Name a literary device in Macbeth act 3, scene 1. Quote the line(s) it appears in, and explain how the literary device is used.
Thou hast it now,—king, Cawdor, Glamis, all.
As the weird women promised; and, I fear,
Thou play'dst most foully for't: yet it was said
It should not stand in thy posterity;
But that myself should be the root and father
Of many kings. If there come truth from them,—
As upon me, Macbeth, their speeches shine,—
Why, by the verities on thee made good,
May they not be my oracles as well,
And set me up in hope? But, hush; no more.
A soliloquy tends to show a character's...
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In Act 3, Scene 1 of Macbeth Shakespeare utilizes soliloquies to further quickly further the plot and showcase the secret thoughts of Banquo.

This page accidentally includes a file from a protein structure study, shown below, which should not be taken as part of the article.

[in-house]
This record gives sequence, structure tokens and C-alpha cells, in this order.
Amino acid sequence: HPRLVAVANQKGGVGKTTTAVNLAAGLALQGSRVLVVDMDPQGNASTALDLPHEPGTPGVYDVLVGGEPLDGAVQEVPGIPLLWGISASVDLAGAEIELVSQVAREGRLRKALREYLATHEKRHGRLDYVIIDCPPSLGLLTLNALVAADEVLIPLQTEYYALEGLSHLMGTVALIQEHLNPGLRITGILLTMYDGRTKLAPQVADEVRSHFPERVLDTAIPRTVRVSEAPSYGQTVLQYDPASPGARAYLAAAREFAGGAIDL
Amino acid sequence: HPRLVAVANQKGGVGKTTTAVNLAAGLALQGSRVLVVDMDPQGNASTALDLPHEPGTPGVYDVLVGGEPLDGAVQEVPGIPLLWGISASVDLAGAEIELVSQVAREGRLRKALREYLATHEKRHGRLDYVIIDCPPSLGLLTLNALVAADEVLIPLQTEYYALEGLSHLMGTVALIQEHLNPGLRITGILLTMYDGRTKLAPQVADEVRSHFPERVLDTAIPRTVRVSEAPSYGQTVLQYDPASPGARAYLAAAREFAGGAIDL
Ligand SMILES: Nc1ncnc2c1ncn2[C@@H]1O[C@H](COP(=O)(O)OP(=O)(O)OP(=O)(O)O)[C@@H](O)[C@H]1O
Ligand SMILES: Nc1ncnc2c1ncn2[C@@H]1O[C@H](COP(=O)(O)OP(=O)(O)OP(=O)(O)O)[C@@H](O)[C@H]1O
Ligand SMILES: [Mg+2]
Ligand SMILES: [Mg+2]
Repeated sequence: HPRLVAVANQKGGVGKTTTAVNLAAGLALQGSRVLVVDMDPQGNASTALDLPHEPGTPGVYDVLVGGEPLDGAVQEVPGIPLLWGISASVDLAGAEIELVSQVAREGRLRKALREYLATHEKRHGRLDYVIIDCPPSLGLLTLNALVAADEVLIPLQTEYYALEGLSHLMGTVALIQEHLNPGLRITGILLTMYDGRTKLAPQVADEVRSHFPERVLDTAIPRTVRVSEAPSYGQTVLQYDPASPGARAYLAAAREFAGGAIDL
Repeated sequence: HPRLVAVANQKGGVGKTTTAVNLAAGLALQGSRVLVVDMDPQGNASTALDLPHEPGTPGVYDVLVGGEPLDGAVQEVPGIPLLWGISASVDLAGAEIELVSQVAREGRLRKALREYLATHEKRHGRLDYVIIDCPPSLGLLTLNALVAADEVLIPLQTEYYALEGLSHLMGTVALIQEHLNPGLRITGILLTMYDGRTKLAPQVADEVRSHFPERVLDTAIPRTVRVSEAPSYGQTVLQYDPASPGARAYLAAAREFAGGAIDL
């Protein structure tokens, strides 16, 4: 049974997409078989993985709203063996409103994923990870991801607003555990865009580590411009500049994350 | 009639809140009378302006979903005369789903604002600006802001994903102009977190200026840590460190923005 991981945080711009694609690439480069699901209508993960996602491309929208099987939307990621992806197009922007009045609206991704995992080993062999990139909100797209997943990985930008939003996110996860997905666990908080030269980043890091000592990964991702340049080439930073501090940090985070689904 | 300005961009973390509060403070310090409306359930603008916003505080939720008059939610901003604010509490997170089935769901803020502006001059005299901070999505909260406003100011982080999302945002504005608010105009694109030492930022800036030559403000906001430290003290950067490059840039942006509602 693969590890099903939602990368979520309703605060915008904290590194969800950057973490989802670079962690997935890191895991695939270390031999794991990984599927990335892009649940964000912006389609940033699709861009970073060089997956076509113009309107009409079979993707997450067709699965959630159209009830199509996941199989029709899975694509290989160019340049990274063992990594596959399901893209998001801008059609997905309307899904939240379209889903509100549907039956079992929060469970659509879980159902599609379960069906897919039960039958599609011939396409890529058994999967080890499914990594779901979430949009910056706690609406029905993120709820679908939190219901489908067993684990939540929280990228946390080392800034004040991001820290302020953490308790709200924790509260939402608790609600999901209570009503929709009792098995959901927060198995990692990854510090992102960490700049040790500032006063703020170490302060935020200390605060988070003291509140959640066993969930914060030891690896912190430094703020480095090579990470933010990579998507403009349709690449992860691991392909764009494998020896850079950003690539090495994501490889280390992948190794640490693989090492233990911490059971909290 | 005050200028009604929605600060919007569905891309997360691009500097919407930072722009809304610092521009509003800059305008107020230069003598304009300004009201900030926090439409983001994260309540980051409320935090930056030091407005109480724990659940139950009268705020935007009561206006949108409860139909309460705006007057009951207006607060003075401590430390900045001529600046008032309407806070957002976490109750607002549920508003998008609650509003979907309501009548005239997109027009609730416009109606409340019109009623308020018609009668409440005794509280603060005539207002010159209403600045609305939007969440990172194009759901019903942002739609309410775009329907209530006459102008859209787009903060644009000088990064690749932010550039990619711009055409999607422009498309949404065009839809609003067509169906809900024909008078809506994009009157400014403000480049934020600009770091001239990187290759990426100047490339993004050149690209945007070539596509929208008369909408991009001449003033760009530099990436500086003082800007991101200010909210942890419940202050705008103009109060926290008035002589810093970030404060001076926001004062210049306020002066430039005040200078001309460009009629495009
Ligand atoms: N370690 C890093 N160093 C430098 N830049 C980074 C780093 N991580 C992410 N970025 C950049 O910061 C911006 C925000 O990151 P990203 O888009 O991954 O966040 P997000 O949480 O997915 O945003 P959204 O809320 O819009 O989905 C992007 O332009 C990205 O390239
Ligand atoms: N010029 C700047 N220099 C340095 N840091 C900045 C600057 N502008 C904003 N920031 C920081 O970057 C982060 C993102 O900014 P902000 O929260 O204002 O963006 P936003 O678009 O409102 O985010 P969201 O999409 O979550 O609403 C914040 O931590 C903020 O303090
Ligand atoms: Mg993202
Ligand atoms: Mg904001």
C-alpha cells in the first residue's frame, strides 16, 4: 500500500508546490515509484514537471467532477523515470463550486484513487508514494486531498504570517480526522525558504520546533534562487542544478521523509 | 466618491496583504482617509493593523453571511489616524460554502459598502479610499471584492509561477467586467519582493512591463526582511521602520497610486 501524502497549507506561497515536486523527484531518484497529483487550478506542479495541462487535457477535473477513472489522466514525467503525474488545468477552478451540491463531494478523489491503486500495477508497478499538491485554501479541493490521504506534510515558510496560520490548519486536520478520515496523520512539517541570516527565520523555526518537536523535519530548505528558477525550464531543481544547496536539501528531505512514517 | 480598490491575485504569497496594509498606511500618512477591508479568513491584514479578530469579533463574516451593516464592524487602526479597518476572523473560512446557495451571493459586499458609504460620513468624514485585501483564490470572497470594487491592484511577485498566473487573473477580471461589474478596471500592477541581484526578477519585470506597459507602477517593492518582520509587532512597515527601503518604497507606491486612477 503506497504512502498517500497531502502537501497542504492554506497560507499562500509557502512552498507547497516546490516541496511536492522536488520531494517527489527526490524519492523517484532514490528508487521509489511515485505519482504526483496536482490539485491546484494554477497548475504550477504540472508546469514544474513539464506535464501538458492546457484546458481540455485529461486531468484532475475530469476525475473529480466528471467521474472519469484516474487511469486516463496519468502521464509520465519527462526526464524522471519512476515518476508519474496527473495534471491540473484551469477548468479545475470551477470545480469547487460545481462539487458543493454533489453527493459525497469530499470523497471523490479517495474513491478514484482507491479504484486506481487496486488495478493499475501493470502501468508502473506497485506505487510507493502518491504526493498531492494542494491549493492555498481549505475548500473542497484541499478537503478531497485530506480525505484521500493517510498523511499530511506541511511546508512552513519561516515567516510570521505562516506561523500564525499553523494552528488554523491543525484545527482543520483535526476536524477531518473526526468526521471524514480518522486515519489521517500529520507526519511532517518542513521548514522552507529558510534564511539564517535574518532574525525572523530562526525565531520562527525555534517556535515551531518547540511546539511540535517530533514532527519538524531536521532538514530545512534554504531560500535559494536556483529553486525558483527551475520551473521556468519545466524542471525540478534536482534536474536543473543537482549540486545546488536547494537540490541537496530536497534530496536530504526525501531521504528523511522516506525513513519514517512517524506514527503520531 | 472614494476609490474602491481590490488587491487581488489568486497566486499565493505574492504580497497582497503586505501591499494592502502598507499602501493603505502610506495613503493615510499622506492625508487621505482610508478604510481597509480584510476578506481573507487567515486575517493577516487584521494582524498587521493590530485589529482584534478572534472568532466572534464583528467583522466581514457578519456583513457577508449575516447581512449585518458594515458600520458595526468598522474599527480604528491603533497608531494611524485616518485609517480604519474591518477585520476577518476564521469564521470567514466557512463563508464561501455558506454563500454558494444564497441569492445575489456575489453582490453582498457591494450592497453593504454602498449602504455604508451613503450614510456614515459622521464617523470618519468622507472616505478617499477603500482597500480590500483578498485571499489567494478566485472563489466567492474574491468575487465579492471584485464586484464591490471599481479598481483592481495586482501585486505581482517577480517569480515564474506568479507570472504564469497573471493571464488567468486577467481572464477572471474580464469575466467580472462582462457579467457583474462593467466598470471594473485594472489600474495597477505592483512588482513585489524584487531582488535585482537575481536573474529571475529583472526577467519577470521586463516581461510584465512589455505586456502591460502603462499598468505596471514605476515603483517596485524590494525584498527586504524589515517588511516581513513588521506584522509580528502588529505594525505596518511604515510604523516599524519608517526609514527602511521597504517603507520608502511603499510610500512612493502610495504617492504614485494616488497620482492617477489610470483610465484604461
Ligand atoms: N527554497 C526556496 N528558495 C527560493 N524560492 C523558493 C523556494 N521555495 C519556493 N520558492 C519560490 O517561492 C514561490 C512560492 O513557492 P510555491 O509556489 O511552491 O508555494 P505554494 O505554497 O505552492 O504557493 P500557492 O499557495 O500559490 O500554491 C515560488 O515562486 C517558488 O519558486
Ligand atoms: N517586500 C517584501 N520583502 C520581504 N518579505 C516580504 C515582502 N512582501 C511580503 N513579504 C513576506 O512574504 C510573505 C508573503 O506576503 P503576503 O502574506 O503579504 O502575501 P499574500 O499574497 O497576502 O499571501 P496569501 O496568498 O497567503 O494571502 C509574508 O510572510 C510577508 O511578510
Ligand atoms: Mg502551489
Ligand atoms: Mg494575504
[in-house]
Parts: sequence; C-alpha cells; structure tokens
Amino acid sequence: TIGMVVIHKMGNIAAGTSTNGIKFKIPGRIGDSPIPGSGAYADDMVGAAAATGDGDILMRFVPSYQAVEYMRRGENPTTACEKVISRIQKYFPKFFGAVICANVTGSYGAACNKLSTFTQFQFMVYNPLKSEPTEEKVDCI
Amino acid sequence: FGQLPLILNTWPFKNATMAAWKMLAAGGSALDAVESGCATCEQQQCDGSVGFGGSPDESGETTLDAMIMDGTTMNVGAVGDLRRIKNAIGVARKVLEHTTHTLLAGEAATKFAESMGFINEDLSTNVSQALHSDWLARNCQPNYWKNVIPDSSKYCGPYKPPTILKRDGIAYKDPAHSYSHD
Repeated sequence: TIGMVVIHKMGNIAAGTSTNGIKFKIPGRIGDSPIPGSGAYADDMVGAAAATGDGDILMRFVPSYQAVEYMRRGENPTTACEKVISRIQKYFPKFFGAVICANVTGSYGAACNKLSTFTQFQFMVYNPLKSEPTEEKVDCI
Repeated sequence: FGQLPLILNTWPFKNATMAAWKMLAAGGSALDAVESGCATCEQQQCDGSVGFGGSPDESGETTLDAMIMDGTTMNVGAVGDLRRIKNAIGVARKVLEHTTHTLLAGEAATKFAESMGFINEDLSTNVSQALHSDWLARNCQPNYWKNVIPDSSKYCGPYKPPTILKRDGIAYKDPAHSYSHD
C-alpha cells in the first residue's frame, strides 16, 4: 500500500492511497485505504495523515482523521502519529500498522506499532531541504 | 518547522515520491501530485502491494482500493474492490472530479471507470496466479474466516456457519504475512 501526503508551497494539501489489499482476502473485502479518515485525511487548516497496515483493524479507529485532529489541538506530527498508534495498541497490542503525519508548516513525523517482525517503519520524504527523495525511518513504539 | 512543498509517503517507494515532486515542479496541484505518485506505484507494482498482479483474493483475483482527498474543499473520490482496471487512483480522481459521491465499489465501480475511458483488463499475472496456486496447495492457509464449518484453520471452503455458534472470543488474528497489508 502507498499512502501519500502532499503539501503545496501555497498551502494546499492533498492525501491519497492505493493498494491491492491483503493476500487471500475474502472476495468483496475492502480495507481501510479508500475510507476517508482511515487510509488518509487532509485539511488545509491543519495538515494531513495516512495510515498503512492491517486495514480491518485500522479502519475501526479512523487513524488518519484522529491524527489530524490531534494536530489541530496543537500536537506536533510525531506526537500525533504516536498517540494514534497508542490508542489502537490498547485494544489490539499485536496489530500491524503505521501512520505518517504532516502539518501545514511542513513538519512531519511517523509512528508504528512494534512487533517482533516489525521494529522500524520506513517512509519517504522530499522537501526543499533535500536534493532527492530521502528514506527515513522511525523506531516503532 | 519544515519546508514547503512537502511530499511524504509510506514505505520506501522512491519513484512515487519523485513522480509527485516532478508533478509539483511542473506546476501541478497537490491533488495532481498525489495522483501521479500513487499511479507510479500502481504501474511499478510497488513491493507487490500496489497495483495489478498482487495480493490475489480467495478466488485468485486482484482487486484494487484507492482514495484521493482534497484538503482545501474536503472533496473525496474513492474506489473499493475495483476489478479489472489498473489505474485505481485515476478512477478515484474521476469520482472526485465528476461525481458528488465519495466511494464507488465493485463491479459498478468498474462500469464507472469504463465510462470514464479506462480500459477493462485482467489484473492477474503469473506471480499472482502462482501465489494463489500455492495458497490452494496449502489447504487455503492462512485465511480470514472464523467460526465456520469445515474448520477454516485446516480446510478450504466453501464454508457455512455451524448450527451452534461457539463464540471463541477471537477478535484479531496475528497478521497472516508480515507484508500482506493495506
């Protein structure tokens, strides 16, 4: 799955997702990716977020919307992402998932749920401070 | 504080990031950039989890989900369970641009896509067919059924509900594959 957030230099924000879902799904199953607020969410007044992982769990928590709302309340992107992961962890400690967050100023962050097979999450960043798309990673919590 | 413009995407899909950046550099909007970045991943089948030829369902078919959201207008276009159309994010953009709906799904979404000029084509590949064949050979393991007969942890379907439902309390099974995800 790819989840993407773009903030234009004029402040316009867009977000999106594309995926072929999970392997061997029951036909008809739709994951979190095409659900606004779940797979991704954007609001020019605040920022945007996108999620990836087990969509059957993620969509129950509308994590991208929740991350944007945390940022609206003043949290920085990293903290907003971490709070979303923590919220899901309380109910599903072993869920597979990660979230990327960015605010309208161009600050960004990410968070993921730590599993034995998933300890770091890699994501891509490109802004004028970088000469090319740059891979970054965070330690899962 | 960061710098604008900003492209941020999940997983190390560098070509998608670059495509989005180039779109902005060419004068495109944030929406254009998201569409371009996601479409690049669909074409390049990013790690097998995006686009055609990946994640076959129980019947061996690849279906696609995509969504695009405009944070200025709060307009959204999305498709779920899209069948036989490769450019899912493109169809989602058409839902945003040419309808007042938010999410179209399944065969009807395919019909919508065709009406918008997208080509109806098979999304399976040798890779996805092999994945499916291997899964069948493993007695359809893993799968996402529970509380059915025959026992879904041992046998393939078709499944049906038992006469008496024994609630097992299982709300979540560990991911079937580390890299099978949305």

Soliloquy is a literary device commonly used by playwrights in order to provide a quick context for a character’s changing motivations and actions. Unlike monologues, soliloquies allow characters to secretly express their new or developing thoughts and emotions about other characters and situations to themselves.
In Act 3, Scene 1 Banquo’s soliloquy highlights his growing distrust of Macbeth as he considers the implications of the witch’s prophecies:
“Thous hast it now: King, Cawdor, Glamis, all/ As the weird women promised, and I fear/ Thou play’ds most foully for’t. Yet it was said/ It should not stand in they prosperity,/ But that myself should be the root and father/ Of many kings.”
Here Banquo seriously begins to question the actions and motives of Macbeth to himself. This soliloquy is what causes Banquo to decide to flee Macbeth, his former friend, in fear of the foul reactions Macbeth may take against him.